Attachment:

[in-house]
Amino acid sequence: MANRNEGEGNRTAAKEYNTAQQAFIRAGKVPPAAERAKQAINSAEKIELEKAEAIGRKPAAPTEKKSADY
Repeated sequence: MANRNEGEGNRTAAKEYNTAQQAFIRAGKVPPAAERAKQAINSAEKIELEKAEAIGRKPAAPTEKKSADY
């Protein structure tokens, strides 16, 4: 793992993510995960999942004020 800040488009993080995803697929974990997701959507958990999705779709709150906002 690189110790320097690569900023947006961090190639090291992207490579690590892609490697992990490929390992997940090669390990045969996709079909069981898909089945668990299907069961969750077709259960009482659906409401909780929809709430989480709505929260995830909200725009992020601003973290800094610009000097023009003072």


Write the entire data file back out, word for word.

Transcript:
[in-house]
Amino acid sequence: MANRNEGEGNRTAAKEYNTAQQAFIRAGKVPPAAERAKQAINSAEKIELEKAEAIGRKPAAPTEKKSADY
Repeated sequence: MANRNEGEGNRTAAKEYNTAQQAFIRAGKVPPAAERAKQAINSAEKIELEKAEAIGRKPAAPTEKKSADY
């Protein structure tokens, strides 16, 4: 793992993510995960999942004020 800040488009993080995803697929974990997701959507958990999705779709709150906002 690189110790320097690569900023947006961090190639090291992207490579690590892609490697992990490929390992997940090669390990045969996709079909069981898909089945668990299907069961969750077709259960009482659906409401909780929809709430989480709505929260995830909200725009992020601003973290800094610009000097023009003072």